The Ifrah Law firm announced they have won a favorable ruling on behalf of Full Tilt companies and the individual poker professionals who were named as defendants in the first class action suit brought by former U.S. Players in the United States District Court for the Southern District of New York last summer.
The suit, which involved complex fraud issues arising out of claims of conversion and civil RICO, was the result of Plaintiff’s demand for return of U.S. player funds that held in Full Tilt player accounts after the government shut down on Black Friday. Ifrah Law was able to obtain a dismissal of ALL claims against the individual poker pro defendants, as well as all RICO claims against the corporate defendants.
The lawsuit demanded not only a return of Plaintiff’s money under a conversion claim, but it also accused the defendants of racketeering, which would have entitled Plaintiffs to treble damages (or three times the amount owed). Plaintiffs alleged that the that the only reason players suffered losses was due to executives and others associated with Full Tilt companies willfully committed wire and bank fraud and money laundering.
In his January 30, 2012 Order, U.S. District Judge Leonard B. Sand held that Plaintiffs did not have standing to institute their RICO claim. Specifically, Judge Sand found that it was not clear at this point in the litigation
whether the direct cause of Plaintiffs’ injuries was the decision by the U.S. Attorney’s office to temporarily shut down the Full Tilt Poker website and seize the company’s assets or was instead, as Plaintiffs’ conversion allegations suggest, the subsequent decision by one or more of the Defendants to halt player withdrawals from the Full Tilt Poker website.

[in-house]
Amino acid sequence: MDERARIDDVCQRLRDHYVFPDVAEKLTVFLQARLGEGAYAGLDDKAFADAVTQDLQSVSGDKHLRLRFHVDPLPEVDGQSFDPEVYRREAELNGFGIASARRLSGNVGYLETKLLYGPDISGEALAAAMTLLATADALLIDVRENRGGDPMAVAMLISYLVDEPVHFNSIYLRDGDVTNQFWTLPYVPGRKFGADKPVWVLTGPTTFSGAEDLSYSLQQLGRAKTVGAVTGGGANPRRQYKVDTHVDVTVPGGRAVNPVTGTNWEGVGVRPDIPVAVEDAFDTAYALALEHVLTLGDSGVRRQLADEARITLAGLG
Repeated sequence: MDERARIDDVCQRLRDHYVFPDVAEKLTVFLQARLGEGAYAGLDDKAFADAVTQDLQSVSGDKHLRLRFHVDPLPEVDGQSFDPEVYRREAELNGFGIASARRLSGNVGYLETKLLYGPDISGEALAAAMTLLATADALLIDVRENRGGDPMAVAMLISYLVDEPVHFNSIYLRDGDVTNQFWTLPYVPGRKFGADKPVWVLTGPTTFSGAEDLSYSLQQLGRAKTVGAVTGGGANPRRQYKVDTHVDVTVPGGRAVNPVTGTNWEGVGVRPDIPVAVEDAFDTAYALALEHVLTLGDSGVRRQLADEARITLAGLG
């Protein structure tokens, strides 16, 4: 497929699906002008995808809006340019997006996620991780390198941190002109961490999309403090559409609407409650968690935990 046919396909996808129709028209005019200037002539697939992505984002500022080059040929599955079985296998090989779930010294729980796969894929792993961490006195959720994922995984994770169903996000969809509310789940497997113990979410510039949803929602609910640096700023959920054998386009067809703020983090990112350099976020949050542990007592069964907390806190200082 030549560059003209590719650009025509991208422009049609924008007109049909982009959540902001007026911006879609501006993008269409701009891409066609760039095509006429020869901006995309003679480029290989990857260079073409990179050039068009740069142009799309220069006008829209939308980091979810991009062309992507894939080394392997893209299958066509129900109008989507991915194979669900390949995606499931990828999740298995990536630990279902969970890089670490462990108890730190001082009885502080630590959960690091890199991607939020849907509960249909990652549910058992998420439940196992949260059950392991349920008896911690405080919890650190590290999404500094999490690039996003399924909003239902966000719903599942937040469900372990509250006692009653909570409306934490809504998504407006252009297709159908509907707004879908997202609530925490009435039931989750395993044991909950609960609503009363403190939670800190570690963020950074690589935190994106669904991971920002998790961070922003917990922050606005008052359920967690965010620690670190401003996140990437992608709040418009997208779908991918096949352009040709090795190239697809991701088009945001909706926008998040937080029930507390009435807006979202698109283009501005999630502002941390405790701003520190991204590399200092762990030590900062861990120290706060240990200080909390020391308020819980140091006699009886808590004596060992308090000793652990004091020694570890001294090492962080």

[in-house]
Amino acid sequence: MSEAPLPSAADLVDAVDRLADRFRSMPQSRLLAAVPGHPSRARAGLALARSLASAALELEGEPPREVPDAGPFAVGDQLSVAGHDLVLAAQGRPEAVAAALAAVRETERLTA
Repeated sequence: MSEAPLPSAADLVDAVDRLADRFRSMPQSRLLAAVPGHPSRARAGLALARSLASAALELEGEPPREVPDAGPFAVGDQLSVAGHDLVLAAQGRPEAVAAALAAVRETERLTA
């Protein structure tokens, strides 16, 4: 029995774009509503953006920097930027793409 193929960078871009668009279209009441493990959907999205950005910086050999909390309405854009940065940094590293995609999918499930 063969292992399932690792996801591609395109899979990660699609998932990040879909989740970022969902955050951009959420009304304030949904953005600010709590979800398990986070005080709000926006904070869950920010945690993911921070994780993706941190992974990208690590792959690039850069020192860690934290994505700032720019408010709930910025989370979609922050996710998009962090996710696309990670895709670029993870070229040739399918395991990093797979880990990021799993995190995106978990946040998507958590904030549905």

As to Plaintiffs’ conversion claim, Judge Sand held that the claim could proceed with respect to Pocket Kings Limited, Vantage Ltd., and Filco Ltd. only. Judge Sand granted Plaintiffs leave to amend the conversion claim with respect to Tiltware LLC and Pocket Kings Consulting because the current complaint, as stated, did not allege that these corporate entities played some role in the conversion. As for the individual poker pro defendants, Judge Sand dismissed the conversion claim outright, without leave to amend.
The Order not only represents a victory for the individual defendants in this case, but it also represents a victory for the individual defendants in the other class action cases pending in New York that still remain. A key finding in Judge Sand’s Order was that there were no facts to support jurisdiction against the individual defendants in this court. The court stated that not only do the allegations fail to demonstrate that any of the individual defendants committed a tortious act outside of New York, but that the individual defendants committed a tortious act of any sort at all.
Although this case will proceed with respect to some of the corporate defendants, Judge Sand’s Order represents a victory for them as well. The dismissal of the RICO claims against the corporate defendants signals to other plaintiffs that the events leading up to Black Friday and post-Black Friday may not be as clear cut as they may appear in the pending criminal indictments. The dismissal also limits the types of damages to which these defendants may have been exposed to had the court allowed the claim to proceed.
Jeff Ifrah, founder of Ifrah Law hopes the Court’s decision will incentivize others to quickly abandon their law suits.
The Court’s decision recognizes that relief for the players is being pursued by the United States. There is no compelling basis to open additional doors for private class action lawyers to pursue that very same relief.